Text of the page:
Pret-a-Reporter

Dior Tests Nature By Holding L.A. Fashion Show in Mountains

Steve Granitz/WireImage (Theron and Larson), Jason LaVeris/FilmMagic (Mara), all Getty Images
From left: Charlize Theron, Brie Larson and Kate Mara are among the stars expected to attend Dior's L.A. runway show.

Burberry wowed at the Griffith Observatory, Louis Vuitton was a smash in Palm Springs, but challenges in getting 800 guests to a preserve in the Santa Monica mountains dog the Hollywood premiere of the revered French house.

Leave those stilettos at home: French fashion house Dior is decamping to the wilds of the Santa Monica Mountains on Thursday, holding its next runway show in the Upper Las Virgenes Open Space Preserve in Calabasas.

With today's ever-increasing stakes of fashion showmanship, the luxury label is making a bold move to outdo 2015's Griffith Observatory bash by Burberry, which saw the Beckhams and Elton John in the seats, and Louis Vuitton's Palm Springs show, with a fleet of 200 drivers hired to ferry such guests as Selena Gomez and Catherine Deneuve to the desert.

For Dior, more than 800 guests will board shuttles during rush hour from locations in Beverly Hills and Santa Monica for a 45 minute ride to the remote meadow once known as the Lasky Mesa, where scenes for Gone With the Wind were filmed. "There's no Uber whatsoever," says a Dior spokeswoman.

The access road is apparently one lane in and one lane out, so cars — including those dropping off such stars as Charlize Theron, Brie Larson, Kiernan Shipka and Kate Mara — will be limited. Warns L.A. events planner Steven Petrarca, who has worked with Cartier and Burberry: "If you are asking people to give up their cars and trust you with transportation, you better get it right."

Dior's artistic director Maria Grazia Chiuri, who has brought a more casual spin to the vaunted house, showing feminist slogan T-shirts, blue jeans and berets on the runway, hopes guests will be understanding, explaining that her first choice was actually to show in the middle of the desert. "To give an experience of an open space with nothing around is a good moment," she says, noting that the inspiration for the forthcoming cruise collection is "contact with nature," including references to the Lascaux cave paintings, painter Georgia O'Keeffe and feminist shamanic healer Vicki Noble, who hails from Berkeley, Calif..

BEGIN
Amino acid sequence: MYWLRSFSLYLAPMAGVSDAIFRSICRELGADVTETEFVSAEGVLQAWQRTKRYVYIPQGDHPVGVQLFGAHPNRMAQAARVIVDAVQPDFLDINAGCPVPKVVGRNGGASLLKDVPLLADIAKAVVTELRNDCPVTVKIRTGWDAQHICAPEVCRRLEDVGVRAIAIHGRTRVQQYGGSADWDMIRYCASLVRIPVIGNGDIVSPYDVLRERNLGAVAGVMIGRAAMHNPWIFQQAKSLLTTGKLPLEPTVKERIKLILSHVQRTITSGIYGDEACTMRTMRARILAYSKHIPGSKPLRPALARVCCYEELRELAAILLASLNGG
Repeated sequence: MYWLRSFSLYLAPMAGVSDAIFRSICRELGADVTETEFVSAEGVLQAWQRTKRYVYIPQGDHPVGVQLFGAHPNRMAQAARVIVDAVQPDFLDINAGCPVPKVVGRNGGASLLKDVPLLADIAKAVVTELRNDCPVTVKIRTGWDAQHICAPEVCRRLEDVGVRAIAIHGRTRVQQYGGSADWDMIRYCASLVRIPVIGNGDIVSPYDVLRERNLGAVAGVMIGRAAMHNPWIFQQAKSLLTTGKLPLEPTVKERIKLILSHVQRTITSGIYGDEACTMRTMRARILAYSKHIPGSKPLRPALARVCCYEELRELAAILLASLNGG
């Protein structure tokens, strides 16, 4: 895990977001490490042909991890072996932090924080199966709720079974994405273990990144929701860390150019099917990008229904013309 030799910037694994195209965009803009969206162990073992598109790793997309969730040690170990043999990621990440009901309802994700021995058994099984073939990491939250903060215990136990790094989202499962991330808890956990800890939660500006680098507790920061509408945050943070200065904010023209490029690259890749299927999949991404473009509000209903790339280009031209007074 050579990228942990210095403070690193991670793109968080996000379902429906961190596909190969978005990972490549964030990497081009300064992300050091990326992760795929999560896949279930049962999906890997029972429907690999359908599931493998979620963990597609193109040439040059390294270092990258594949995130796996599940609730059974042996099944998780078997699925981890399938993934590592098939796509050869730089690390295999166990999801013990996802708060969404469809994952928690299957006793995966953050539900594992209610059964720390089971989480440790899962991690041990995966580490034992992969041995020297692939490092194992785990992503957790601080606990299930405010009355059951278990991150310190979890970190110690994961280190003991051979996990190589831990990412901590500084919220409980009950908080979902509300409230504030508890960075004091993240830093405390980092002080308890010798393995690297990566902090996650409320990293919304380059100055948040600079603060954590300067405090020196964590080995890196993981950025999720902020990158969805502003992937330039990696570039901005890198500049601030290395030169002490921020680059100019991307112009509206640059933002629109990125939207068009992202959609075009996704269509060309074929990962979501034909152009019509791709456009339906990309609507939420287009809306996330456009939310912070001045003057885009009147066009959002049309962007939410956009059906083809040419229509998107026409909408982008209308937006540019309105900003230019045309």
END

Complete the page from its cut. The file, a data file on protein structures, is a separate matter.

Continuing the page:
The fashion house is hosting several days of activities for guests this week, some of whom are being flown in for the show, including a Wednesday night dinner at Gladstone's on the beach in Santa Monica, which will be transformed into the "Dior Surf Club." Everything is outlined in a Dior-in-L.A. mobile app, including tidbits about where to shop and eat locally, as well as Dior's long history with Hollywood dating back to the days of Marlene Dietrich, who insisted when filming began on Alfred Hitchcock's Stage Fright (1950), that her French couturier friend Christian Dior be involved. In another interesting fashion footnote, Dior celebrated his 10th anniversary in L.A. in 1957, by launching a swimwear line here in collaboration with Cole of California.

Since then the house, under various designers, has dressed the whole Hollywood universe, including Elizabeth Taylor, Nicole Kidman, Kirsten Dunst, Sharon Stone, Jennifer Lawrence, Isabelle Huppert and Natalie Portman. 

Still, some in the fashion crowd are grumbling about the time commitment for Thursday's 7 p.m. runway event, Chiuri's first cruise show since she signed on in 2016. "Has Kanye normalized the idea of commuting to a show?" asks a Hollywood stylist, referring to the 2016 Yeezy show on New York's Roosevelt Island, which had editors complaining on social media that they had been taken hostage. "I feel like a lot of people are going to bail," sniffs an L.A. event planner. "But nobody asked me."

Will Dior's sartorial sojourn stack up? One L.A. socialite has her doubts: "No heels and dress casual? Hello, is that Dior?!"

A version of this story first appeared in the May 10 issue of The Hollywood Reporter magazine. To receive the magazine, click here to subscribe.

 

comments powered by Disqus